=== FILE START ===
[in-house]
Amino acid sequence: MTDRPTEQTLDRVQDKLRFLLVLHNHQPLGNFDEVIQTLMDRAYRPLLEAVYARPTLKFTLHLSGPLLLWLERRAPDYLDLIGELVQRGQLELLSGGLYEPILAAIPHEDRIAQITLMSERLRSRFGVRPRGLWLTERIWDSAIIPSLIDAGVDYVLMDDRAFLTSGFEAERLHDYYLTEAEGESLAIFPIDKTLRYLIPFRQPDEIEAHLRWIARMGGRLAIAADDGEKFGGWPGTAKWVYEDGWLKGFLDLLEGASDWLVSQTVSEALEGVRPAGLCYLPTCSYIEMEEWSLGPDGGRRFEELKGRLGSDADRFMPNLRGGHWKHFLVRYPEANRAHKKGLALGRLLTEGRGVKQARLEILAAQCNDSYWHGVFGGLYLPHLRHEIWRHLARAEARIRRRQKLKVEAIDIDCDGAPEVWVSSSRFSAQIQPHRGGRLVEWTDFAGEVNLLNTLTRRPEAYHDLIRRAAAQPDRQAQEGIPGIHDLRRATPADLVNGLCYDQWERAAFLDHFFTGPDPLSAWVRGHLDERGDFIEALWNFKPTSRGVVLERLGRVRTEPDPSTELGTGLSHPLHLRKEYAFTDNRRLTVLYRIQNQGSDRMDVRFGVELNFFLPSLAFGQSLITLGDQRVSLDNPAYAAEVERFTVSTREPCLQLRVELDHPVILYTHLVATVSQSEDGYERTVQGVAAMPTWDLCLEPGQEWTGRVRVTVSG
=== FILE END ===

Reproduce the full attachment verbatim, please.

[in-house]
Amino acid sequence: MTDRPTEQTLDRVQDKLRFLLVLHNHQPLGNFDEVIQTLMDRAYRPLLEAVYARPTLKFTLHLSGPLLLWLERRAPDYLDLIGELVQRGQLELLSGGLYEPILAAIPHEDRIAQITLMSERLRSRFGVRPRGLWLTERIWDSAIIPSLIDAGVDYVLMDDRAFLTSGFEAERLHDYYLTEAEGESLAIFPIDKTLRYLIPFRQPDEIEAHLRWIARMGGRLAIAADDGEKFGGWPGTAKWVYEDGWLKGFLDLLEGASDWLVSQTVSEALEGVRPAGLCYLPTCSYIEMEEWSLGPDGGRRFEELKGRLGSDADRFMPNLRGGHWKHFLVRYPEANRAHKKGLALGRLLTEGRGVKQARLEILAAQCNDSYWHGVFGGLYLPHLRHEIWRHLARAEARIRRRQKLKVEAIDIDCDGAPEVWVSSSRFSAQIQPHRGGRLVEWTDFAGEVNLLNTLTRRPEAYHDLIRRAAAQPDRQAQEGIPGIHDLRRATPADLVNGLCYDQWERAAFLDHFFTGPDPLSAWVRGHLDERGDFIEALWNFKPTSRGVVLERLGRVRTEPDPSTELGTGLSHPLHLRKEYAFTDNRRLTVLYRIQNQGSDRMDVRFGVELNFFLPSLAFGQSLITLGDQRVSLDNPAYAAEVERFTVSTREPCLQLRVELDHPVILYTHLVATVSQSEDGYERTVQGVAAMPTWDLCLEPGQEWTGRVRVTVSG